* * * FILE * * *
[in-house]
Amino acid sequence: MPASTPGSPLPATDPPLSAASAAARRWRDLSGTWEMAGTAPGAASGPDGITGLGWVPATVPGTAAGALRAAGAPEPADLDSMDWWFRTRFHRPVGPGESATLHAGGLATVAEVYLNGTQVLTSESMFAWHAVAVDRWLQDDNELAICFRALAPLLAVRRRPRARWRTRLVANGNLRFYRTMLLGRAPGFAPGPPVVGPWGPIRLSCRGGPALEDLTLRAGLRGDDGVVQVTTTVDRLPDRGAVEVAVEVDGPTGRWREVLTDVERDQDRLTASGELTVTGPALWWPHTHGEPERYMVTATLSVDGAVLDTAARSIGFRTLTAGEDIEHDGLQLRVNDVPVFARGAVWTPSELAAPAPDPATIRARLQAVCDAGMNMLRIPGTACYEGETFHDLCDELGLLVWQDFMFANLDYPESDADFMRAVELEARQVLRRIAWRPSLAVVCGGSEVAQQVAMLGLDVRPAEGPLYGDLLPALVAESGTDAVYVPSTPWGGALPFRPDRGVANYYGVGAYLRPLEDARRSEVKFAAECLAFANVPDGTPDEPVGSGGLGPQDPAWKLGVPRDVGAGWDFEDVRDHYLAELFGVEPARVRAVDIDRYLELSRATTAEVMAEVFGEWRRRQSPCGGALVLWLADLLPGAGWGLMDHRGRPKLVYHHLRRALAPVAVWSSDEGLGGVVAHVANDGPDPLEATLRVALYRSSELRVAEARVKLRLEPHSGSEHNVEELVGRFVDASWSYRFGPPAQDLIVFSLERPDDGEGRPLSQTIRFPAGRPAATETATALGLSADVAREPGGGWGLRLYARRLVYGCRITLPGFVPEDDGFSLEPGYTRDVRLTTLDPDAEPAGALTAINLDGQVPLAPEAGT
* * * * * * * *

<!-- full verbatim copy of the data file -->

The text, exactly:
[in-house]
Amino acid sequence: MPASTPGSPLPATDPPLSAASAAARRWRDLSGTWEMAGTAPGAASGPDGITGLGWVPATVPGTAAGALRAAGAPEPADLDSMDWWFRTRFHRPVGPGESATLHAGGLATVAEVYLNGTQVLTSESMFAWHAVAVDRWLQDDNELAICFRALAPLLAVRRRPRARWRTRLVANGNLRFYRTMLLGRAPGFAPGPPVVGPWGPIRLSCRGGPALEDLTLRAGLRGDDGVVQVTTTVDRLPDRGAVEVAVEVDGPTGRWREVLTDVERDQDRLTASGELTVTGPALWWPHTHGEPERYMVTATLSVDGAVLDTAARSIGFRTLTAGEDIEHDGLQLRVNDVPVFARGAVWTPSELAAPAPDPATIRARLQAVCDAGMNMLRIPGTACYEGETFHDLCDELGLLVWQDFMFANLDYPESDADFMRAVELEARQVLRRIAWRPSLAVVCGGSEVAQQVAMLGLDVRPAEGPLYGDLLPALVAESGTDAVYVPSTPWGGALPFRPDRGVANYYGVGAYLRPLEDARRSEVKFAAECLAFANVPDGTPDEPVGSGGLGPQDPAWKLGVPRDVGAGWDFEDVRDHYLAELFGVEPARVRAVDIDRYLELSRATTAEVMAEVFGEWRRRQSPCGGALVLWLADLLPGAGWGLMDHRGRPKLVYHHLRRALAPVAVWSSDEGLGGVVAHVANDGPDPLEATLRVALYRSSELRVAEARVKLRLEPHSGSEHNVEELVGRFVDASWSYRFGPPAQDLIVFSLERPDDGEGRPLSQTIRFPAGRPAATETATALGLSADVAREPGGGWGLRLYARRLVYGCRITLPGFVPEDDGFSLEPGYTRDVRLTTLDPDAEPAGALTAINLDGQVPLAPEAGT